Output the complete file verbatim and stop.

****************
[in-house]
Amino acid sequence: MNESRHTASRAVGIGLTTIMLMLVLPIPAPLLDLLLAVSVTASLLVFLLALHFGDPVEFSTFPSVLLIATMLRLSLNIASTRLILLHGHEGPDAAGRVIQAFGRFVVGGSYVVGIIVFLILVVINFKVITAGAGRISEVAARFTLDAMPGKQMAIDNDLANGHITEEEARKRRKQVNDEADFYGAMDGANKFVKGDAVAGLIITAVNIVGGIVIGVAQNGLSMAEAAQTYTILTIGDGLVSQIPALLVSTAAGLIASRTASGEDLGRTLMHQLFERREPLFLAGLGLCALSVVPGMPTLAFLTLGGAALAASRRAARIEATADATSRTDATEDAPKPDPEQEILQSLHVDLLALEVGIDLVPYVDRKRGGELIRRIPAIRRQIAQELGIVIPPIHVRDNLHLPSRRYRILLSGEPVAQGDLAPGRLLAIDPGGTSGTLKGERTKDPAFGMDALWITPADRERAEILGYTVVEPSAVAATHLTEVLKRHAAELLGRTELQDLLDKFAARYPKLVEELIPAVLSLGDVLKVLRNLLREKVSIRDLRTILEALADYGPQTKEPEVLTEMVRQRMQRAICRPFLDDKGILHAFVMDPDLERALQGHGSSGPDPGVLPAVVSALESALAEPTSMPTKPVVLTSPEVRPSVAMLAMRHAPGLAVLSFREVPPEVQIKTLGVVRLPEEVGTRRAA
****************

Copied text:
[in-house]
Amino acid sequence: MNESRHTASRAVGIGLTTIMLMLVLPIPAPLLDLLLAVSVTASLLVFLLALHFGDPVEFSTFPSVLLIATMLRLSLNIASTRLILLHGHEGPDAAGRVIQAFGRFVVGGSYVVGIIVFLILVVINFKVITAGAGRISEVAARFTLDAMPGKQMAIDNDLANGHITEEEARKRRKQVNDEADFYGAMDGANKFVKGDAVAGLIITAVNIVGGIVIGVAQNGLSMAEAAQTYTILTIGDGLVSQIPALLVSTAAGLIASRTASGEDLGRTLMHQLFERREPLFLAGLGLCALSVVPGMPTLAFLTLGGAALAASRRAARIEATADATSRTDATEDAPKPDPEQEILQSLHVDLLALEVGIDLVPYVDRKRGGELIRRIPAIRRQIAQELGIVIPPIHVRDNLHLPSRRYRILLSGEPVAQGDLAPGRLLAIDPGGTSGTLKGERTKDPAFGMDALWITPADRERAEILGYTVVEPSAVAATHLTEVLKRHAAELLGRTELQDLLDKFAARYPKLVEELIPAVLSLGDVLKVLRNLLREKVSIRDLRTILEALADYGPQTKEPEVLTEMVRQRMQRAICRPFLDDKGILHAFVMDPDLERALQGHGSSGPDPGVLPAVVSALESALAEPTSMPTKPVVLTSPEVRPSVAMLAMRHAPGLAVLSFREVPPEVQIKTLGVVRLPEEVGTRRAA